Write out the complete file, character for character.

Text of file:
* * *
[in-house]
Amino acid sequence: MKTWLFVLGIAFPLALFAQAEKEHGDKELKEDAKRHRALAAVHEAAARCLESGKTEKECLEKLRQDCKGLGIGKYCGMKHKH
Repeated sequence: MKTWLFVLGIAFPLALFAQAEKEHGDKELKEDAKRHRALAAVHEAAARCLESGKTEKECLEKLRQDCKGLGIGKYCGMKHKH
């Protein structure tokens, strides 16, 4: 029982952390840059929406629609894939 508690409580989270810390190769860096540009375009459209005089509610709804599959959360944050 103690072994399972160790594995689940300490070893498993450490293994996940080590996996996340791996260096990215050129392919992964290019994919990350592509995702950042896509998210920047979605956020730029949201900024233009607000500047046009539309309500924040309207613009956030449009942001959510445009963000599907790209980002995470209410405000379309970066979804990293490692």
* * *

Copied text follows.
[in-house]
Amino acid sequence: MKTWLFVLGIAFPLALFAQAEKEHGDKELKEDAKRHRALAAVHEAAARCLESGKTEKECLEKLRQDCKGLGIGKYCGMKHKH
Repeated sequence: MKTWLFVLGIAFPLALFAQAEKEHGDKELKEDAKRHRALAAVHEAAARCLESGKTEKECLEKLRQDCKGLGIGKYCGMKHKH
């Protein structure tokens, strides 16, 4: 029982952390840059929406629609894939 508690409580989270810390190769860096540009375009459209005089509610709804599959959360944050 103690072994399972160790594995689940300490070893498993450490293994996940080590996996996340791996260096990215050129392919992964290019994919990350592509995702950042896509998210920047979605956020730029949201900024233009607000500047046009539309309500924040309207613009956030449009942001959510445009963000599907790209980002995470209410405000379309970066979804990293490692």